Should they overcome the odds tomorrow, Tottenham's players will not be filling the roped-off areas of any of Essex's leading nightspots. This time, Redknapp said, they will be heading straight back to the hotel to prepare for Wednesday's game and no-one will be fooled into thinking that one Carling Cup winners' medal equals a place at English football's top table. Did that mean Redknapp will have to venture out into Ilford on his own? "Is it grab a granny night?" he asked. "I'm even too old for that."
Robbie Keane, Wilson Palacios, Carlo Cudicini and Pascal Chimbonda are cup-tied. While Redknapp fretted over his options, Ferguson was making a virtue of his. His confidence in the likes of Jonny Evans, Gibson, Welbeck and Rodrigo Possebon, was, he said, "100 per cent". Luis Nani, whose progress has been fitful this season, is up against Park Ji-Sung for a place. It will not be United's strongest side but it certainly will be a strong team.
"We know what our priorities are and that will reflect in my team because we have a game against Newcastle on Wednesday," Ferguson said. "The priority, as always, will be the League and the Champions League. The League Cup is a bonus. We hadn't planned to be in the final when we put the young players in. We thought 'Yeah, get a run, get to the quarter-final, semi-final, whatever, let's see what they're made of'."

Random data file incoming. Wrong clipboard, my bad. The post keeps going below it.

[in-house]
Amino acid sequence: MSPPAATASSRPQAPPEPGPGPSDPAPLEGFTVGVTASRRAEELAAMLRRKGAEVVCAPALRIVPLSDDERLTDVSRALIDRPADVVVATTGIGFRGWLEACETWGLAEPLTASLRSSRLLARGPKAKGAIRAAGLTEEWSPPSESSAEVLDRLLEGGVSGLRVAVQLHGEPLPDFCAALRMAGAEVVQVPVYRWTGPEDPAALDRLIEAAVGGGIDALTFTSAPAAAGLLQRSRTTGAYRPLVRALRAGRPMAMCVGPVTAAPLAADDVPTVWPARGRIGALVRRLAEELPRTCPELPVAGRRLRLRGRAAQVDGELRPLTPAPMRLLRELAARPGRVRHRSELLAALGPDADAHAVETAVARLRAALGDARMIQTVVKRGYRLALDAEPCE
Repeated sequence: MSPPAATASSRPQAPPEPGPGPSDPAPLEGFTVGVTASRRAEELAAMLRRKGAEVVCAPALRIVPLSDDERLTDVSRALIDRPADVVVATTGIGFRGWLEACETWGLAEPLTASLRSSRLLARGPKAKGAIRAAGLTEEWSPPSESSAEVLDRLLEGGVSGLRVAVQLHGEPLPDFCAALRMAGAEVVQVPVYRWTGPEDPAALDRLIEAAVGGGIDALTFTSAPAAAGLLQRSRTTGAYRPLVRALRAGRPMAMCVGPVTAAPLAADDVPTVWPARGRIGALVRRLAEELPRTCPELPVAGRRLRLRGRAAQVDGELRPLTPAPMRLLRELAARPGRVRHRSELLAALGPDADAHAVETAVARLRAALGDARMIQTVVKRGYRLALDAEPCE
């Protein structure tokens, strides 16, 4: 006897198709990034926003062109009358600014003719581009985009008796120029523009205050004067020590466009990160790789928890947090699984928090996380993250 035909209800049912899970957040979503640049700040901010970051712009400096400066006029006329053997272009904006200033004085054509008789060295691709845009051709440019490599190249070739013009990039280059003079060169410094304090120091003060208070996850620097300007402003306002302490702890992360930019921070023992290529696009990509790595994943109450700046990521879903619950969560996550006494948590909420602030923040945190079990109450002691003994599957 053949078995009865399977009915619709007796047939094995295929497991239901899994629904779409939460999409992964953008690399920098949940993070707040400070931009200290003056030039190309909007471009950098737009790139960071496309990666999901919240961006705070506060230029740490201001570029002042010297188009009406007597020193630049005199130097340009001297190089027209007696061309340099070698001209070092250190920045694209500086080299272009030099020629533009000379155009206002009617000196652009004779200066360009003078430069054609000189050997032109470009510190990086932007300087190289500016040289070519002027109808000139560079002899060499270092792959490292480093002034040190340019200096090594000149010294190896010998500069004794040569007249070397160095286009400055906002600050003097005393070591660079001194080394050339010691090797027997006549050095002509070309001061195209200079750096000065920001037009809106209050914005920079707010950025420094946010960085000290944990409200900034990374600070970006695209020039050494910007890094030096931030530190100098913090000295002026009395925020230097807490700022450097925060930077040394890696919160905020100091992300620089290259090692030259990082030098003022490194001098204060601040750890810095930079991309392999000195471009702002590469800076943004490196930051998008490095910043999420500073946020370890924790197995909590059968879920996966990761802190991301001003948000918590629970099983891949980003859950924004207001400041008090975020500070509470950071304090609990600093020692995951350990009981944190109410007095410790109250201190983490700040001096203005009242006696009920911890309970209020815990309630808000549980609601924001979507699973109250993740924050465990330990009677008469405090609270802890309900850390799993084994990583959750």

It will be Ferguson's 25th major final as a manager and the unspoken part of yesterday's build-up was that it could be the second of an unprecedented five trophies this season, starting with the Club World Cup in December and, potentially, ending with the FA Cup, on 30 May. No manager would seriously set out to win them all – and Ferguson dismissed the possibility yesterday – but with a squad as strong as his there is always the chance it might happen.
"The British mentality is that, whatever it is, they want to win it," Ferguson said. "They've got this competitive streak in the nature of this country - supporters, players and directors. You have to win all the time. Therefore if you have got the League Cup game, they want to win that. Of course you can't win them all."
Ferguson is a friend of Redknapp although it is well known that in private the United manager told his players in May 2005 that he wanted to condemn Redknapp's Southampton to relegation on the last day of the season. Ferguson wanted payback for Redknapp helping to deny him the League title with West Ham 10 years' earlier. So no matter what their situation, both will find it hard to treat the Carling Cup with detachment – or sarcasm.
Road to Wembley: Conquered foes
Middlesbrough (h) 3-1
QPR (h) 1-0
Blackburn (h) 5-3
Semi-final First leg
Derby (a) 0-1
Derby (h) 4-2
Newcastle (a) 2-1
Liverpool (h) 4-2
Watford (a) 2-1
Semi-final First leg
Burnley (h) 4-1
Burnley (a) 2-3 (aet)Reuse content